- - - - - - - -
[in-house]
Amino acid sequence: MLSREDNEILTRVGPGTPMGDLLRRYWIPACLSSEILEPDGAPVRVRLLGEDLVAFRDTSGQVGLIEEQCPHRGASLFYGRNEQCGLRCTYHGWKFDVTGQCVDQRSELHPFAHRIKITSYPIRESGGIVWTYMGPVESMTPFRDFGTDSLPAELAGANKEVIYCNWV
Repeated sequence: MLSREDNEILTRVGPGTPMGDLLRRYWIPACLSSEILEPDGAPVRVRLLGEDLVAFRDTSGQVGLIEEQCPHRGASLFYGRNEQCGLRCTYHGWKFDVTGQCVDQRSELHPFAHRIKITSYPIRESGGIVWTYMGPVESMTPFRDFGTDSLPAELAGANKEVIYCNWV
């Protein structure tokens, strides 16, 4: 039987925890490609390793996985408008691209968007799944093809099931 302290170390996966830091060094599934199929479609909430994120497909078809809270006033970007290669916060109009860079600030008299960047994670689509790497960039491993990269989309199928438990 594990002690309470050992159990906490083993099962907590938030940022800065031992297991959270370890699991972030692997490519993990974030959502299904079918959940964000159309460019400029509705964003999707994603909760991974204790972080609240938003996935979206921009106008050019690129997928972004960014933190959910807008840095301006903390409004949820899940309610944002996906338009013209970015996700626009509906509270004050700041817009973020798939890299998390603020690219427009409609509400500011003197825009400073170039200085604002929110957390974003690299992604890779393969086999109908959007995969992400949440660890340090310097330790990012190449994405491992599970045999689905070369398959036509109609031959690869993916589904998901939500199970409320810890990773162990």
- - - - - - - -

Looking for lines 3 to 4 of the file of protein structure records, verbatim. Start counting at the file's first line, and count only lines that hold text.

Repeated sequence: MLSREDNEILTRVGPGTPMGDLLRRYWIPACLSSEILEPDGAPVRVRLLGEDLVAFRDTSGQVGLIEEQCPHRGASLFYGRNEQCGLRCTYHGWKFDVTGQCVDQRSELHPFAHRIKITSYPIRESGGIVWTYMGPVESMTPFRDFGTDSLPAELAGANKEVIYCNWV
């Protein structure tokens, strides 16, 4: 039987925890490609390793996985408008691209968007799944093809099931 302290170390996966830091060094599934199929479609909430994120497909078809809270006033970007290669916060109009860079600030008299960047994670689509790497960039491993990269989309199928438990 594990002690309470050992159990906490083993099962907590938030940022800065031992297991959270370890699991972030692997490519993990974030959502299904079918959940964000159309460019400029509705964003999707994603909760991974204790972080609240938003996935979206921009106008050019690129997928972004960014933190959910807008840095301006903390409004949820899940309610944002996906338009013209970015996700626009509906509270004050700041817009973020798939890299998390603020690219427009409609509400500011003197825009400073170039200085604002929110957390974003690299992604890779393969086999109908959007995969992400949440660890340090310097330790990012190449994405491992599970045999689905070369398959036509109609031959690869993916589904998901939500199970409320810890990773162990």